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Re: Brief review of KSJs vs EVOs

Postby samgoody » Sat Oct 05, 2013 10:42 am

Shaw wrote:
I'm not sure why skaters aren't buying igors instead. I'll have to ask about that sometime, but it could just be a bias against igors/EVOs in China where it's thought that they're designed for "western" feet which are supposedly more narrow than Asian feet. Many of the skaters who have to deal with this problem don't have to pay for new skates anyhow, so that might be part of it as well.



Or why not the Trix with a carbon cuff instead of the Igor? (e.g. like the third and fourth pictures at http://www.sebanews.com/freestyle-slalo ... y-granjon/). It's not a popular setup, but it seems like it might solve the whole issue of the cuff becoming soft and still give those skaters the fit they are used to, or is my conclusion wrong?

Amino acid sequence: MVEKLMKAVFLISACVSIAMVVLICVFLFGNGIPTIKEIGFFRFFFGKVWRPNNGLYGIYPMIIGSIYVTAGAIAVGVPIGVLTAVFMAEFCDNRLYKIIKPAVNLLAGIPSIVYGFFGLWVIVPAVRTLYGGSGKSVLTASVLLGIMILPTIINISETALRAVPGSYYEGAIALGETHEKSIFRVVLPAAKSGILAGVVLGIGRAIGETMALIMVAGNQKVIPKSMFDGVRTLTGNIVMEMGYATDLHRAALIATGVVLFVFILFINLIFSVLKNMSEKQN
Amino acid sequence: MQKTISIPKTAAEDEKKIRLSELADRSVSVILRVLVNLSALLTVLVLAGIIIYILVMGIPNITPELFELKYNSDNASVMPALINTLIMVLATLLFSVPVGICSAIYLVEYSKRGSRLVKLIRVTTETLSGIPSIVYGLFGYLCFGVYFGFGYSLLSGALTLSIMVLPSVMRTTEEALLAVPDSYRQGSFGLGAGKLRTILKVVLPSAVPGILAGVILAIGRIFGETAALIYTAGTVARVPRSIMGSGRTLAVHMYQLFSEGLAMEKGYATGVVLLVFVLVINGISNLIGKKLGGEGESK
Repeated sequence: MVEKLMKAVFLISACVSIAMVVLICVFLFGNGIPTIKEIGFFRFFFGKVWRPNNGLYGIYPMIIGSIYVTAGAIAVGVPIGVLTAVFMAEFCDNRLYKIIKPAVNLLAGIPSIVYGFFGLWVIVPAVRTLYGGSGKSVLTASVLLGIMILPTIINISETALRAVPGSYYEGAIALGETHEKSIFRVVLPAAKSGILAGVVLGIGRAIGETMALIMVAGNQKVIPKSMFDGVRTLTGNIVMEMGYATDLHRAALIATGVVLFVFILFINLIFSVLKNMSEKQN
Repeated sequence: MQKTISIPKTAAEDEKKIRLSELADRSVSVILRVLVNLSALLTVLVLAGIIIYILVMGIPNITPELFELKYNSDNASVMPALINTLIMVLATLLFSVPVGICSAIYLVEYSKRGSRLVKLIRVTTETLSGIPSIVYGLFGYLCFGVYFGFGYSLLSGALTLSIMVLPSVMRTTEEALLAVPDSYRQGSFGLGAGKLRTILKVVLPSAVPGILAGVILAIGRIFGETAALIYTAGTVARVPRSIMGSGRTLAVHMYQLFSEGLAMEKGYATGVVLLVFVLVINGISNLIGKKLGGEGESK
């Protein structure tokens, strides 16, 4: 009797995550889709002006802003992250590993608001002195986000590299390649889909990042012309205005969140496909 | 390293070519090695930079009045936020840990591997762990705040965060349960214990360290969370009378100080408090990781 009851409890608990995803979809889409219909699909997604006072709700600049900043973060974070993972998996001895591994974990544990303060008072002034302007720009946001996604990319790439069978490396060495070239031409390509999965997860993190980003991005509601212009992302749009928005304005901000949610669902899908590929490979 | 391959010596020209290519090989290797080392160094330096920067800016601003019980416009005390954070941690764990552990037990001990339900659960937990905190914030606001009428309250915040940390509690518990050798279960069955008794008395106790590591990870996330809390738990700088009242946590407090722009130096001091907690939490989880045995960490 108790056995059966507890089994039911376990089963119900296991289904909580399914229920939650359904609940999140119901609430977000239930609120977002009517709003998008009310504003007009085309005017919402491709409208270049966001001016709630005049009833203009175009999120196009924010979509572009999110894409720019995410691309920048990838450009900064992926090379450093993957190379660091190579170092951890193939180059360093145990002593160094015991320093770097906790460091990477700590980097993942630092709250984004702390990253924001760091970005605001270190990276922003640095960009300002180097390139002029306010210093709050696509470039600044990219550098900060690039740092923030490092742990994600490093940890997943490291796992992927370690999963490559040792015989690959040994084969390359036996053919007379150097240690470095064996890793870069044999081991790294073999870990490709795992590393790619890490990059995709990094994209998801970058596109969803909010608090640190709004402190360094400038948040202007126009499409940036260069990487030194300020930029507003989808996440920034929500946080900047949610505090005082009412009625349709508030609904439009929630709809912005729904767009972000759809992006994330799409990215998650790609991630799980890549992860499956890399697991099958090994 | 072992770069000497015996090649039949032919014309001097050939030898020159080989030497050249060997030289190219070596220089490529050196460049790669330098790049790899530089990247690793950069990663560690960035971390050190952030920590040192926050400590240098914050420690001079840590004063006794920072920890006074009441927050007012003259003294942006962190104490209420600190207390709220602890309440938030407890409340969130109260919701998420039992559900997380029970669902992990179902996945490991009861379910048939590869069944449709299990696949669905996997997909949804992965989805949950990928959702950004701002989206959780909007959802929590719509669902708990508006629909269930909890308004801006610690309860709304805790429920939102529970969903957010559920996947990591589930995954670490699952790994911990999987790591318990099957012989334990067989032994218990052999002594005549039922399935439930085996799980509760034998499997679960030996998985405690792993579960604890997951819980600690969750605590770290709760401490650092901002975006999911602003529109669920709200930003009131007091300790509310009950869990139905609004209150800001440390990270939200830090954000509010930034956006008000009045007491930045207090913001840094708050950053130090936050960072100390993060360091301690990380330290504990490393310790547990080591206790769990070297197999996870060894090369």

Shaw
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Re: Brief review of KSJs vs EVOs

Postby Shaw » Wed Oct 09, 2013 6:47 pm

samgoody wrote:
Shaw wrote:
I'm not sure why skaters aren't buying igors instead. I'll have to ask about that sometime, but it could just be a bias against igors/EVOs in China where it's thought that they're designed for "western" feet which are supposedly more narrow than Asian feet. Many of the skaters who have to deal with this problem don't have to pay for new skates anyhow, so that might be part of it as well.



Or why not the Trix with a carbon cuff instead of the Igor? (e.g. like the third and fourth pictures at http://www.sebanews.com/freestyle-slalo ... y-granjon/). It's not a popular setup, but it seems like it might solve the whole issue of the cuff becoming soft and still give those skaters the fit they are used to, or is my conclusion wrong?


You're correct, and I know a guy who owns a pair of Trix with carbon cuff for exactly that reason. As for why others who own Trix aren't using the carbon cuffs, I couldn't say. I'd have to ask around more I guess.